With an SEC filing, Blackwells Capital has officially launched its proxy fight with Disney, hoping to get three nominees on Disney’s Board of Directors and criticizing Nelson Peltz’s Trian Fund Management.
Blackwells Capital’s Nominees
As previously announced, Blackwells Capital has nominated former Warner Bros. and NBCUniversal executive Jessica Schell, Tribeca Film Festival co-founder Craig Hatkoff, and TaskRabbit founder Leah Solivan for Disney’s Board.
Blackwells Capital founder and chief investment officer Jason Aintabi wrote in a letter to shareholders, “If elected, our three nominees for the board have pledged to continue to support Disney’s transformation efforts under the leadership of the current board and CEO, Robert A. Iger. In addition to an approach of constructive collaboration, our three nominees will bring unique skills, expertise and perspectives to the Board that draw on a range of experiences that the future of Disney depends on.”
He added that the nominees would be able to “guide Disney through a new world where physical, spatial computing and AI-driven experiences converge.”
Splitting Up The Walt Disney Company
Blackwells suggested that The Walt Disney Company could potentially split up into three entities “beginning with a management reorganization and leadership selection for each business and resulting in standalone public companies.”
Disney may simply be too complex for any one successor to Mr. Iger to manage holistically, and Blackwells believes that it is the responsibility of the board to oversee these types of analyses in the ordinary course.
Blackwells Capital letter to shareholders
Nelson Peltz, Trian, and Elon Musk
Blackwells, which owns about $15 million worth of Disney stock, also addressed Peltz’s and Trian’s push for seats. Trian controls about $3 billion worth of shares, including those owned by former Marvel Entertainment chairman Ike Perlmutter. Trian has nominated Peltz and former Disney CFO Jay Rasulo to the Board.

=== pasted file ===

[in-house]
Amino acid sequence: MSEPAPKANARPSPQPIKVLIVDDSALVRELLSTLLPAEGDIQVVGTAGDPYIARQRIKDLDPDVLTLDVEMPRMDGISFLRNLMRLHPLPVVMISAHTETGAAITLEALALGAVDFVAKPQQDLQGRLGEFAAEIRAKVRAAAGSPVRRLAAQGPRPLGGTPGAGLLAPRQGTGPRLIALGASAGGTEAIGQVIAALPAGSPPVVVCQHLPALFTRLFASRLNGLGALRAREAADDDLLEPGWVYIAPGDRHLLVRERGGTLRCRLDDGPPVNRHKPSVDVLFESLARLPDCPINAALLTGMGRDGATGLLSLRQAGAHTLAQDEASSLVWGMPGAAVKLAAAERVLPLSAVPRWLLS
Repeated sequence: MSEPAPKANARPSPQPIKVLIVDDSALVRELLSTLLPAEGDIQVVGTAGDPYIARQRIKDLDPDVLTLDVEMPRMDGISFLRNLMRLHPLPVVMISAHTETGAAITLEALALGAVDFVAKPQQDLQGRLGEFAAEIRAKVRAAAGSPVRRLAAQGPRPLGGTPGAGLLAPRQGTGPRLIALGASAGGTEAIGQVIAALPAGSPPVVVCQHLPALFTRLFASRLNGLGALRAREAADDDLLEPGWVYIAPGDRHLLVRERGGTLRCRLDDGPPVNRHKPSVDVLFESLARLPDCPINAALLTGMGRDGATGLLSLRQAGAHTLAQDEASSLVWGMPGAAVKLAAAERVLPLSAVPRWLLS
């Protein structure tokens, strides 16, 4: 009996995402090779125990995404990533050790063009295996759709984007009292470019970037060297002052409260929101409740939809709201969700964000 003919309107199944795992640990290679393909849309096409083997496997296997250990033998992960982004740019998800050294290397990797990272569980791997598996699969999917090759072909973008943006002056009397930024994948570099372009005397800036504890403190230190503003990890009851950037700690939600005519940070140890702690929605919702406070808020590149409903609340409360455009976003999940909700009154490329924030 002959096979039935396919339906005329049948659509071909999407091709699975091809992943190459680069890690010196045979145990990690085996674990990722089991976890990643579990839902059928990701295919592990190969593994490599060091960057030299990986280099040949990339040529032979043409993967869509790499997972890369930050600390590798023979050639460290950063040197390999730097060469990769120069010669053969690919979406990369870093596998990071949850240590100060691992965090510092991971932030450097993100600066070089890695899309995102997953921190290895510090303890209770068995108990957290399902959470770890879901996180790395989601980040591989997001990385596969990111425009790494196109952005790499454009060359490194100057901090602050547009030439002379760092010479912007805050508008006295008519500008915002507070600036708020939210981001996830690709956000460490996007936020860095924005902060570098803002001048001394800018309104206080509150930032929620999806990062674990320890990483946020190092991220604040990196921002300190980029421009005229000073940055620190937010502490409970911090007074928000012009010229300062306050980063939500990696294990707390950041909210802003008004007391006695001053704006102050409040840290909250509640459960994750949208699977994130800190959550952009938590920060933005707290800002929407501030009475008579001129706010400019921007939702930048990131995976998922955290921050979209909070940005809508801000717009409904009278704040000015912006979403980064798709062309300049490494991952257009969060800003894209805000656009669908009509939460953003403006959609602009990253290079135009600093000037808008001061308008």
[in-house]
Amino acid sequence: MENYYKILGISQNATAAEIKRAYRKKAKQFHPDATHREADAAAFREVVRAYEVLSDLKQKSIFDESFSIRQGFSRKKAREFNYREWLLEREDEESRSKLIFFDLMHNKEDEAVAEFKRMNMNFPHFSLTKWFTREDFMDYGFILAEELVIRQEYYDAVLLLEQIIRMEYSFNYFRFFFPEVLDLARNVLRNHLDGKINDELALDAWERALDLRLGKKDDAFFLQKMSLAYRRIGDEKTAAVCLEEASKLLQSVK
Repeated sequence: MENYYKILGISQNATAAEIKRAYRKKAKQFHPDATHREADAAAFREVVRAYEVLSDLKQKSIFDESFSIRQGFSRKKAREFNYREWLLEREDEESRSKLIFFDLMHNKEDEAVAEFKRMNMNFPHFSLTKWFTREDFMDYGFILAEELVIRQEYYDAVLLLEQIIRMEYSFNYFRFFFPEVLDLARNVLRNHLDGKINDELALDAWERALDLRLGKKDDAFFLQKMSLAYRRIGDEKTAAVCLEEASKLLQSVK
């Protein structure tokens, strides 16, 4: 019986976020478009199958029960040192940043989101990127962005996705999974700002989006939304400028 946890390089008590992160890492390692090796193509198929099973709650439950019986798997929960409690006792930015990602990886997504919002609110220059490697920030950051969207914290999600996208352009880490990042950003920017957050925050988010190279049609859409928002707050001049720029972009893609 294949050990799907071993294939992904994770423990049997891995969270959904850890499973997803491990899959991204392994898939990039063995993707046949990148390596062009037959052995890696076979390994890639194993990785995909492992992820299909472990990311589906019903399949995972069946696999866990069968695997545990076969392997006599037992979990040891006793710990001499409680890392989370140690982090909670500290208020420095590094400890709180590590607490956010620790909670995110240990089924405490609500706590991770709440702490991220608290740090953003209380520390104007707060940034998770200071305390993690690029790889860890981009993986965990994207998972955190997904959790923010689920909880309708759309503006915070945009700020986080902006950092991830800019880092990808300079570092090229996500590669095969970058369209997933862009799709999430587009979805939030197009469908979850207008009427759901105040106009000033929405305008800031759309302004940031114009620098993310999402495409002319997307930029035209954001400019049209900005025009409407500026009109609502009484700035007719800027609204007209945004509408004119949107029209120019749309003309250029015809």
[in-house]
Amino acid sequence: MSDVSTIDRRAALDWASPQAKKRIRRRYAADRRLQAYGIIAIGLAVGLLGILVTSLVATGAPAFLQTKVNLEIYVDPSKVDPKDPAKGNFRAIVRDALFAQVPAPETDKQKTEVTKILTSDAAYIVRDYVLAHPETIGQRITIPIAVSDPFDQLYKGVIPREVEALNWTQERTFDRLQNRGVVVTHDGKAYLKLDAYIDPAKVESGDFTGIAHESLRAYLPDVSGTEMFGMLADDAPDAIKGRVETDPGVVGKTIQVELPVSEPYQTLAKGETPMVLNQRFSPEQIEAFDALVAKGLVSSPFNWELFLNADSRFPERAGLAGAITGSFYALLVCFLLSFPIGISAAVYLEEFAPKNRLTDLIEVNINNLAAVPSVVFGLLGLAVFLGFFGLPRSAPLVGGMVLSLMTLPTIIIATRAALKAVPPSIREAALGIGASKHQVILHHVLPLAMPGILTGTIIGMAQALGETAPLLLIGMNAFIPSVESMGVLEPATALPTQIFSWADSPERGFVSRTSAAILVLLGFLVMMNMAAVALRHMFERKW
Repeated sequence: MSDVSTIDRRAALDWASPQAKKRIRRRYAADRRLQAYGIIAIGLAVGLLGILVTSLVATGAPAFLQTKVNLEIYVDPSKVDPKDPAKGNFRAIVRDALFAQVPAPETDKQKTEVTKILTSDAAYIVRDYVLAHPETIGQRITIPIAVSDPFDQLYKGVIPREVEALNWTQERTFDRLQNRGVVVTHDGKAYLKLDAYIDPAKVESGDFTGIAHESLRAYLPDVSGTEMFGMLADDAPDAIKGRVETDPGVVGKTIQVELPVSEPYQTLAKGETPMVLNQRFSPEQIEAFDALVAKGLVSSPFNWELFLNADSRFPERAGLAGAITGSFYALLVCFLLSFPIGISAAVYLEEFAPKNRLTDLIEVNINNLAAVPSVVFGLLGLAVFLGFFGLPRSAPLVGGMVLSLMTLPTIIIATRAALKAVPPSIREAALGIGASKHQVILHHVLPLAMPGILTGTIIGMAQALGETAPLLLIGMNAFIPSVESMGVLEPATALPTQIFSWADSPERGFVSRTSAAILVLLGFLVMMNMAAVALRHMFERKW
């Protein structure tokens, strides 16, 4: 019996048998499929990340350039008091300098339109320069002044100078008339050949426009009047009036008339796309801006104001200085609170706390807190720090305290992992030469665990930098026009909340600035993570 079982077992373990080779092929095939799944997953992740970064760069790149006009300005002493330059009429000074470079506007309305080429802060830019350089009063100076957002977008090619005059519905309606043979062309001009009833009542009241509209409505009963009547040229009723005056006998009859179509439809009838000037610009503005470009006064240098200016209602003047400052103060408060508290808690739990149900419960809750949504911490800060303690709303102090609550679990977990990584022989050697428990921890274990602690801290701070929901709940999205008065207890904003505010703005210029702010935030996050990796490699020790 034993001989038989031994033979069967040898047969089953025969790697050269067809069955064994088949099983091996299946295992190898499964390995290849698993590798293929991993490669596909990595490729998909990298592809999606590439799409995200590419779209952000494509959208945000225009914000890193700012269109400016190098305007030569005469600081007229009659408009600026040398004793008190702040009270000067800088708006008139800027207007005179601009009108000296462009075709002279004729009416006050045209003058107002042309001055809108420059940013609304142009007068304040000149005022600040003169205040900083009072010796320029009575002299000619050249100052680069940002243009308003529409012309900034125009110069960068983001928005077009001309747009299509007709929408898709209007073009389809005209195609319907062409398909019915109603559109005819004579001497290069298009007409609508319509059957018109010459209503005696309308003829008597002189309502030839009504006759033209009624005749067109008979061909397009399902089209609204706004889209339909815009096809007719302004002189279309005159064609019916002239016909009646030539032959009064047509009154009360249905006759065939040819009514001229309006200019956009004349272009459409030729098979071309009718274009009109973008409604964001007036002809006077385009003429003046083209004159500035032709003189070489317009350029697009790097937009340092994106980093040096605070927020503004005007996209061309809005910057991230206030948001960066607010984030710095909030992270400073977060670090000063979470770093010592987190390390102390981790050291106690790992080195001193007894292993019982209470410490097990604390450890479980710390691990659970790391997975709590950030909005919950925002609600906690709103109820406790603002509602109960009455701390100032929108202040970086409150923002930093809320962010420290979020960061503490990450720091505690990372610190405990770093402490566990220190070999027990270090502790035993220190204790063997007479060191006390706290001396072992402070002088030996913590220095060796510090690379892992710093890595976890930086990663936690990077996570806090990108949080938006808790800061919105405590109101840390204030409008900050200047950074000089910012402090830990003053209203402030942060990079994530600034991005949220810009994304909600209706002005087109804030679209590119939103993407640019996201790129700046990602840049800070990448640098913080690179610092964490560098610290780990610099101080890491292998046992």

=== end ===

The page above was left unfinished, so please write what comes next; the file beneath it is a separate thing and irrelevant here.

“Mr. Peltz has requested a seat on Disney’s board no less than 24 times in the last year and half,” Aintabi said in his letter. “During that time, Mr. Peltz has not offered a single strategic idea that would benefit shareholders… Begging for board seats is not a strategy that will make any money for shareholders.”
Aintabi went on to critique Peltz’s focus on “soliciting endorsements” from Elon Musk, who, as Aintabi points out, doesn’t own any Disney shares “and is aggrieved at Disney for withholding advertising dollars from his struggling social media platform.”
Disney and several other companies stopped advertising on Musk’s X (formerly Twitter) in November, after a Media Matters for America study found that the companies’ advertisements were placed next to antisemitic content on the platform. The release of this study’s findings coincided with Musk endorsing an antisemitic conspiracy theory. Disney has since posted on X but has not purchased ads.
At the New York Times’ DealBook Summit later that month, Bog Iger said of Musk, “We know Elon is larger than life in many respects, and that his name is very much tied to the companies he either founded or he owns, whether it’s Tesla or SpaceX, or now X. And by him taking the position that he took in quite a public manner, we just felt that the association with that position and Elon Musk and X was not necessarily a positive one for us.”
Aintabi and Blackwells pointed out that Trian had shared a post by Musk on their RestoreTheMagic.com website. Musk’s January 18 X post is a reply to one by Trian and reads, “Brutal track record. Shareholders have been incredibly poorly served by the @Disney board!” That post has since been removed from RestoreTheMagic.com.
Disney’s Board of Directors
Aintabi said of Disney’s current Board of Directors, which are also Disney’s nominees, “Only two of Disney’s non-executive directors have significant media experience, and, as a whole, the board lacks the qualifications that our candidates possess.”
The purpose of our campaign is simple: we want to ensure that Disney has the right collection of minds around the boardroom table, working constructively together to make decisions that will benefit ALL shareholders for decades to come.
Disney has stated they do not endorse either Blackwells’ or Trian’s nominees.
All Disney shareholders on record as of February 5 will be allowed to vote for the Board of Directors during the annual shareholders meeting on April 3, 2024.
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